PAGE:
In the Oracle Solaris operating system (Oracle Solaris OS), application developers can create applications and libraries by using the link-editor ld(1), and execute these objects with the aid of the runtime linker ld.so.1(1). This manual is for engineers who want to understand more fully the concepts involved in using the Oracle Solaris link-editor, runtime linker and related tools.
Note - This Oracle Solaris release supports systems that use the SPARC and x86 families of processor architectures. The supported systems appear in the Oracle Solaris OS: Hardware Compatibility Lists. This document cites any implementation differences between the platform types.
In this document these x86 related terms mean the following:
x86 refers to the larger family of 64-bit x86 compatible products.
x64 relates specifically to 64-bit x86 compatible CPUs.
For supported systems, see the Oracle Solaris OS: Hardware Compatibility Lists.
This manual describes the operations of the Oracle Solaris link-editor and runtime linker. Special emphasis is placed on the generation and use of dynamic executables and shared objects because of their importance in a dynamic runtime environment.
This manual is intended for a range of programmers who are interested in the Oracle Solaris link-editor, runtime linker, and related tools, from the curious beginner to the advanced user.
Beginners learn the principle operations of the link-editor and runtime linker.
Intermediate programmers learn to create, and use, efficient custom libraries.
Advanced programmers, such as language-tools developers, learn how to interpret and generate object files.
Most programmers should not need to read this manual from cover to cover.
Chapter 1, Introduction to the Oracle Solaris Link Editors provides an overview of the linking processes under the Oracle Solaris OS. This chapter is intended for all programmers.
Chapter 2, Link-Editor describes the functions of the link-editor. This chapter is intended for all programmers.
Chapter 3, Runtime Linker describes the execution environment and program-controlled runtime binding of code and data. This chapter is intended for all programmers.
Chapter 4, Shared Objects provides definitions of shared objects, describes their mechanisms, and explains how to create and use them. This chapter is intended for all programmers.
Chapter 5, Application Binary Interfaces and Versioning describes how to manage the evolution of an interface provided by a dynamic object. This chapter is intended for all programmers.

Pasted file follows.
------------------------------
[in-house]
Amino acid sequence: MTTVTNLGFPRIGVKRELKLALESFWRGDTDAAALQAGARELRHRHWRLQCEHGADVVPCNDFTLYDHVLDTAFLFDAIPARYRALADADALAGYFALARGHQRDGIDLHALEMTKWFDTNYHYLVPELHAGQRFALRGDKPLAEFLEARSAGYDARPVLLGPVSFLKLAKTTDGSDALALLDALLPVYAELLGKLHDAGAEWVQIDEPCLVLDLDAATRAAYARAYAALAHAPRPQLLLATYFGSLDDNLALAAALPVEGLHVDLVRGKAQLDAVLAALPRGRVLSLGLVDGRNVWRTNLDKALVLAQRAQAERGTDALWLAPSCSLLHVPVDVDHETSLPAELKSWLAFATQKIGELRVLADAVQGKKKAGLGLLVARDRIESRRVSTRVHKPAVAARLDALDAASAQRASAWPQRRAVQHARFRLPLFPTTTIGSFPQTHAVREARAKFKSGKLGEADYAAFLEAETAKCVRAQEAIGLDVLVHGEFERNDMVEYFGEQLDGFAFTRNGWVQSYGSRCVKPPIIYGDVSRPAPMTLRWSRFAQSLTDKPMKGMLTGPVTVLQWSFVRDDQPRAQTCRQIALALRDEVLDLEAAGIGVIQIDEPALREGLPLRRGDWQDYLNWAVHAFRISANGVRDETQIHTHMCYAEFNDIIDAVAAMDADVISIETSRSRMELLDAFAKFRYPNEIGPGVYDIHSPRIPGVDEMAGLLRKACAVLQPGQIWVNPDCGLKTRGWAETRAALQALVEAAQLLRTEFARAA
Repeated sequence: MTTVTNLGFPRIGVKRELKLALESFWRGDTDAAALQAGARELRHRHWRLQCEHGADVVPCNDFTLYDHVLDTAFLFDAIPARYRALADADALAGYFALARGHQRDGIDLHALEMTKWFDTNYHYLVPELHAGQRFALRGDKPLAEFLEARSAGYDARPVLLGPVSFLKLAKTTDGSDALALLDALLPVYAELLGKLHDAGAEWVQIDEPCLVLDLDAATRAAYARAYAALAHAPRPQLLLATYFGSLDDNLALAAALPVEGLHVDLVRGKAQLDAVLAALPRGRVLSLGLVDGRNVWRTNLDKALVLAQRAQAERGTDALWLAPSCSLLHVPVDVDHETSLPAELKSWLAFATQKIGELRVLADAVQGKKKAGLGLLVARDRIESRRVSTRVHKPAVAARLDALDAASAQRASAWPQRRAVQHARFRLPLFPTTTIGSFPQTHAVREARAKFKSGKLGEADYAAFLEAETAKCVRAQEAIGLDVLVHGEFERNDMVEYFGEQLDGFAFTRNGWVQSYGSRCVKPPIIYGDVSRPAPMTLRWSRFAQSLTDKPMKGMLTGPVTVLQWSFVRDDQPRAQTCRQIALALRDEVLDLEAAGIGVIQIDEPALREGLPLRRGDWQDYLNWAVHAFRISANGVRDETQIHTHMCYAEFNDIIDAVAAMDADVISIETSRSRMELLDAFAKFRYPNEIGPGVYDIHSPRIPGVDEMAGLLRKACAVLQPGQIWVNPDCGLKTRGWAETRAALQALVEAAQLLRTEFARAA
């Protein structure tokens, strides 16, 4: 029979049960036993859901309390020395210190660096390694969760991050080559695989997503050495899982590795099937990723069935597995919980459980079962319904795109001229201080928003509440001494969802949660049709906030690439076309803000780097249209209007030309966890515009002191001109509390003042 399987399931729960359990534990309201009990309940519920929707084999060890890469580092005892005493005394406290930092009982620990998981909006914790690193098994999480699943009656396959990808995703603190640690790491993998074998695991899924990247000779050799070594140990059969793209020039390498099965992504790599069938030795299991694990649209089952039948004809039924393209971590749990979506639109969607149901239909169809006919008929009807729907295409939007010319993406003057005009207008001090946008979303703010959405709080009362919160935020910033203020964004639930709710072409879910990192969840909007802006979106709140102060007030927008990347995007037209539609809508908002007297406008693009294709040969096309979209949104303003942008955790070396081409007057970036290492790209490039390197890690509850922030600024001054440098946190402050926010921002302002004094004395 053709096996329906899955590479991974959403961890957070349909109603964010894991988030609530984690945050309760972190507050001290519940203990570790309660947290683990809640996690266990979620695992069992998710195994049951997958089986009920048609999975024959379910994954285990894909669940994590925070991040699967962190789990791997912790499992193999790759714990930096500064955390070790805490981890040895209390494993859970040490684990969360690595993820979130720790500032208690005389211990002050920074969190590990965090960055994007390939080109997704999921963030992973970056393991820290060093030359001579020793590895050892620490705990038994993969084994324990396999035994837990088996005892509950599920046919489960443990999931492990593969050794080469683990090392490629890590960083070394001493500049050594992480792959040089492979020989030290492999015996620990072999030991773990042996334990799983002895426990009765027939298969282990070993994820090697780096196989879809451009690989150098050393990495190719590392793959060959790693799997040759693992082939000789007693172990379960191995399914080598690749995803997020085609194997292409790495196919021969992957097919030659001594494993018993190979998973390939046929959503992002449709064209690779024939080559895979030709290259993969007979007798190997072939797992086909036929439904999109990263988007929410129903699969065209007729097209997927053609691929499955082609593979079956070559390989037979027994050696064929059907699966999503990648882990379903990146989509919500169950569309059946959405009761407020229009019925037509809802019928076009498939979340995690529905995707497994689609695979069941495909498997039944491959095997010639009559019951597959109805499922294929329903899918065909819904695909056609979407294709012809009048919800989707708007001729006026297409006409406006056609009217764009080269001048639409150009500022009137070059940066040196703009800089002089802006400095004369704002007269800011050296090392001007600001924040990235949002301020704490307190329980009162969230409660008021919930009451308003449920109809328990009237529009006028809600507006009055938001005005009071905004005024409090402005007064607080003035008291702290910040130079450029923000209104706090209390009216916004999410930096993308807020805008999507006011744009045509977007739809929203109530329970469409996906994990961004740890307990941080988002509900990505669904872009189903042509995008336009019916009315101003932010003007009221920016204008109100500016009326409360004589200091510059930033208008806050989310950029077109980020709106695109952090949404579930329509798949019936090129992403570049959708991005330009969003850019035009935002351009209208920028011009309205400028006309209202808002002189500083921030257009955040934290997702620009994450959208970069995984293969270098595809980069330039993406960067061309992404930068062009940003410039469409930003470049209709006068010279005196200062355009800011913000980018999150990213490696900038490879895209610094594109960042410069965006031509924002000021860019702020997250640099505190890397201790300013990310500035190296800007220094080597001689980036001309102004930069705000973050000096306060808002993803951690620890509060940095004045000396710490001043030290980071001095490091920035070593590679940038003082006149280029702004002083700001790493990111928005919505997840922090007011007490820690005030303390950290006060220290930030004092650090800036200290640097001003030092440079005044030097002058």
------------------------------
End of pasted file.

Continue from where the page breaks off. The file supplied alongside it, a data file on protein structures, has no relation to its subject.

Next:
Chapter 6, Support Interfaces describes interfaces for monitoring, and in some cases modifying, link-editor and runtime linker processing. This chapter is intended for advanced programmers.
Chapter 7, Object File Format is a reference chapter on ELF files. This chapter is intended for advanced programmers.
Chapter 8, Thread-Local Storage describes Thread-Local Storage. This chapter is intended for advanced programmers.
Chapter 9, Mapfiles describes the Version 2 mapfile directives to the link-editor. This chapter is intended for advanced programmers.
Appendix A, Link-Editor Quick Reference provides an overview of the most commonly used link-editor options, and is intended for all programmers.
Appendix B, Versioning Quick Reference provides naming conventions and guidelines for versioning shared objects, and is intended for all programmers.
Appendix C, Establishing Dependencies with Dynamic String Tokens provides examples of how to use reserved dynamic string tokens to define dynamic dependencies, and is intended for all programmers.
Appendix D, Direct Bindings describes the runtime symbol search model associated with direct bindings. This appendix is intended for advanced programmers.
Appendix E, System V Release 4 (Version 1) Mapfiles describes the Version 1 mapfile directives to the link-editor. This chapter is intended for advanced programmers.
Appendix F, Linker and Libraries Updates and New Features provides an overview of new features and updates to the link-editor, runtime linker, and related tools, indicating the release in which the changes were made.
Throughout this document, all command line examples use sh(1) syntax. All programming examples are written in the C language.
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The following table describes the typographic conventions that are used in this book.
Table P-1 Typographic Conventions
The following table shows the default UNIX system prompt and superuser prompt for shells that are included in the Oracle Solaris OS. Note that the default system prompt that is displayed in command examples varies, depending on the Oracle Solaris release.
Table P-2 Shell Prompts